Link to the full Nitrous Oxide Emissions Reduction Protocol with more details.

Alberta Agriculture Carbon Market page with information sheets on all the agricultural protocols

For more information contact the Ag-Info Centre at 310-FARM (3276) or Paul Jungnitsch, Carbon Offset Agrologist with Alberta Agriculture and Forestry at 780-427-3801

Initiated by Alberta Agriculture and Rural Development, funding for this Canada-Alberta cost-shared project was provided by Agriculture and Agri-Food Canada though the Agricultural Flexibility Fund, as part of Canada’s Economic Action Plan.

Table 1. Overview of the 4-R N Stewardship Plans and BMP/Performance Levels for the Drier Soils in Canada*

Performance Level Right SourceRight Rate Right TimeRight Place Reduction Modifier
Basic
  • Ammonium-based formulation;
  • Apply nitrogen according to recommendation of 4-R N stewardship plan**, using annual soil testing and/or N balance to determine application rate.
  • Apply in spring; or
  • Split apply; or
  • Apply after soil cools in fall
  • Apply in bands / Injection
0.85
Intermediate
  • Ammonium-based formulation; and
  • Use slow / controlled release fertilizers; or
  • Inhibitors; or
  • Stabilized nitrogen.
  • Apply nitrogen according to qualitative estimates of field variability (landscape position, soil variability)
  • Apply fertilizer in spring; or
  • Split apply; or
  • Apply after soil cools in fall if using slow / controlled release fertilizer or inhibitors / stabilized nitrogen
  • Apply in bands / Injection
0.75
AdvancedFormula must be Ammonium-based formulation; and
Use slow / controlled release fertilizers; or
Inhibitors; or
Stabilized nitrogen.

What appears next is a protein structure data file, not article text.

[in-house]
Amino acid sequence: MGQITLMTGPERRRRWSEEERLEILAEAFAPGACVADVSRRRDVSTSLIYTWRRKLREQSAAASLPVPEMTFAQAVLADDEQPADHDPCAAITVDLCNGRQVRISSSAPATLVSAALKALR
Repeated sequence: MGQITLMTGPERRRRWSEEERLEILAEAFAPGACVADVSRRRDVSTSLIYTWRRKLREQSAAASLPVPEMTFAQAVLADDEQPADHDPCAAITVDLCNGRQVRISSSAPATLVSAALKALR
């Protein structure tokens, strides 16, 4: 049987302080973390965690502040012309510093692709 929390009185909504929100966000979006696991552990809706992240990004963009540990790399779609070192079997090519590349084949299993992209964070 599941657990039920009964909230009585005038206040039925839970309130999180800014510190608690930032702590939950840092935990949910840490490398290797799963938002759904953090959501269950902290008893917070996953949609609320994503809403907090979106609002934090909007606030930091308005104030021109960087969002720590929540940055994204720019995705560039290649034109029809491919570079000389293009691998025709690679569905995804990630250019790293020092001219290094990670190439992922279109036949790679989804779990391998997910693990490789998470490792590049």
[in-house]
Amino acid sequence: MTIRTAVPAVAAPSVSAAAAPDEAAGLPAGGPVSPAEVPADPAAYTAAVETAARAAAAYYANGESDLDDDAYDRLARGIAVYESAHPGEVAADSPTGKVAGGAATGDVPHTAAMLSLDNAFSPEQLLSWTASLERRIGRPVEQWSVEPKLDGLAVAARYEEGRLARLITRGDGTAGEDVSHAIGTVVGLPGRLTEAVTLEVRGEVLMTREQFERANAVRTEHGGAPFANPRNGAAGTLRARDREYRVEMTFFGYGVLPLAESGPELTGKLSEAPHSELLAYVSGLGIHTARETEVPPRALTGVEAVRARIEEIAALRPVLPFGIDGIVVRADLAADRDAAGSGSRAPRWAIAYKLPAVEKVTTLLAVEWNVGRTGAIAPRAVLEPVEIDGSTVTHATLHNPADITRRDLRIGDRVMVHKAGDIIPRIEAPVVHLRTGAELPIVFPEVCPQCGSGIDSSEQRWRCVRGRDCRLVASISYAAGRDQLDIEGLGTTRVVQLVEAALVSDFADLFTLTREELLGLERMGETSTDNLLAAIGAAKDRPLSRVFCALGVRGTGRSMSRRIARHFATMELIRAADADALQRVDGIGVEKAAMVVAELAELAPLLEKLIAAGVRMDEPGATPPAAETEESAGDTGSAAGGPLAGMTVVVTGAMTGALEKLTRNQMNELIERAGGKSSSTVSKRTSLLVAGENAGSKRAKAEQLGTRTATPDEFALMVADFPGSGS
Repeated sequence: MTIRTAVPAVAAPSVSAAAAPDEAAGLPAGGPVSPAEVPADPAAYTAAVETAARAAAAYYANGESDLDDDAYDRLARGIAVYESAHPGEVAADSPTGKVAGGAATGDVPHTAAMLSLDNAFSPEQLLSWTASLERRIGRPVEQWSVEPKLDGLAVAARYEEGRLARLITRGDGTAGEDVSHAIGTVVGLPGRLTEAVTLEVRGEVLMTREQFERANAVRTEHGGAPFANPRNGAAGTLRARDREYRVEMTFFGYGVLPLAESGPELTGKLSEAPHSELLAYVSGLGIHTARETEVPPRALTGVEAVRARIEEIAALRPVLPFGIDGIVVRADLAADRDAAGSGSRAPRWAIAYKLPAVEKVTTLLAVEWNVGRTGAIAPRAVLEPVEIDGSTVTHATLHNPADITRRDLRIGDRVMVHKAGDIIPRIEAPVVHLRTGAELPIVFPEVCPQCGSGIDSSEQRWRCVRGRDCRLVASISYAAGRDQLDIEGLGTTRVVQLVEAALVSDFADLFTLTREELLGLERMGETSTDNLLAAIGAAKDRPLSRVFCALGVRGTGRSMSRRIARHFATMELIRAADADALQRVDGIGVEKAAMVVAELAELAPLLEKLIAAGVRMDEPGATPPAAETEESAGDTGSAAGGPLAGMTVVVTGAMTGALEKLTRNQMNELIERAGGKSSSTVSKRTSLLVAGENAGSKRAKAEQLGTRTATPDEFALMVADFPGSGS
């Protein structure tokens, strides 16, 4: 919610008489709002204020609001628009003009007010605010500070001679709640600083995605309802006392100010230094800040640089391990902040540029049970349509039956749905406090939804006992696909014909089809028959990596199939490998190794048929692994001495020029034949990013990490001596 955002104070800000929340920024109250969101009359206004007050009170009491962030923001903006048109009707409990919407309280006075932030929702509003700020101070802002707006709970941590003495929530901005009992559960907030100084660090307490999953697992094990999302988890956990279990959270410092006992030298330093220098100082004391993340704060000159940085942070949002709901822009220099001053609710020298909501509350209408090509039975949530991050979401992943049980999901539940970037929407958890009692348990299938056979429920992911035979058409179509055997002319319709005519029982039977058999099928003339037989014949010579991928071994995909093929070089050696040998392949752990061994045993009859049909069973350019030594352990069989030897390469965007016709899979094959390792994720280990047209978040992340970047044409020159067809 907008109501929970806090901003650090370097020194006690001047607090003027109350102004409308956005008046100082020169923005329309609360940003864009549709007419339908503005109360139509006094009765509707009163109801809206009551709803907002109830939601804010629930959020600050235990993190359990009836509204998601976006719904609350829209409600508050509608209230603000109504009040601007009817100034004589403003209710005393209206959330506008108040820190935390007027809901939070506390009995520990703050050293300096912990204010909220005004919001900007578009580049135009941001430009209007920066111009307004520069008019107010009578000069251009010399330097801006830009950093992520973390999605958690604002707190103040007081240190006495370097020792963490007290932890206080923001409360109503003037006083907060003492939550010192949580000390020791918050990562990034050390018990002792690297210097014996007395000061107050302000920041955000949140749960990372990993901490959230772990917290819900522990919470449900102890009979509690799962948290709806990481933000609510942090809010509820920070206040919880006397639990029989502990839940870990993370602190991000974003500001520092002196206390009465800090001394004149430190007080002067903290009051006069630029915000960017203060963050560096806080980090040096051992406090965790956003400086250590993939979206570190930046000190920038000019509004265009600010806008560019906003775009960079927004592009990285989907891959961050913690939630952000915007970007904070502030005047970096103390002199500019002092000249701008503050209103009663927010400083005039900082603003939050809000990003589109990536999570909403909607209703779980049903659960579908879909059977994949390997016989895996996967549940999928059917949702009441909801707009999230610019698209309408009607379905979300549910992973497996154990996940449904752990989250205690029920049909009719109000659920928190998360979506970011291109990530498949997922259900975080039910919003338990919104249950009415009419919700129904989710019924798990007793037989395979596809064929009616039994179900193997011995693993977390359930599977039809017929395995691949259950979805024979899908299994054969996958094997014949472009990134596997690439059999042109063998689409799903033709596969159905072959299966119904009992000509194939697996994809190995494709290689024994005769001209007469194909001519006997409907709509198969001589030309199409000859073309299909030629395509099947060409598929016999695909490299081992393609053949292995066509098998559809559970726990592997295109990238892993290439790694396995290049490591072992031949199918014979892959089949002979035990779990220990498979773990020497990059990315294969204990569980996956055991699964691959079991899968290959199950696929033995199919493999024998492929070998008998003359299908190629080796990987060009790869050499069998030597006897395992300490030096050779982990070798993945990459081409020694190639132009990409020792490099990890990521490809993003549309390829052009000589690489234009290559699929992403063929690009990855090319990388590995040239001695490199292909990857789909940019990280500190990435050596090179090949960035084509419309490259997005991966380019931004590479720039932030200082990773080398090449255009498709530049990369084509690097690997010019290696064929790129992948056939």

Apply nitrogen according to quantified field variability (e.g. digitized soil maps, grid sampling, satellite imagery, real time crop sensors.) and complimented by in season crop monitoring.Apply fertilizer in spring; or
Split apply; or
Apply after soil cools in fall if using slow / controlled release fertilizer or inhibitors / stabilized nitrogen
Apply in bands / Injection0.75***

* Most of Alberta Drier soils defined as those Ecodistricts with a Precipitation/Potential Evapotranspiration ratio (P/ PE) < 1.0
**4-R N Stewardship Plan must account for all sources of N, including previous crop residues, fertilizer, manure or biosolids applications. Plan also prescribes assessment of N in crop, so this serves to supplement or replace information from soil testing.
***Consensus was not achieved at the science workshop to determine Advanced level modifier; review scientists were not confident that actual measurable differences between Intermediate and Advanced can be proven at this time.
 
 
 
 
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For more information about the content of this document, contact Paul Jungnitsch.
This document is maintained by Stacey Tames.
This information published to the web on August 13, 2012.
Last Reviewed/Revised on August 4, 2016.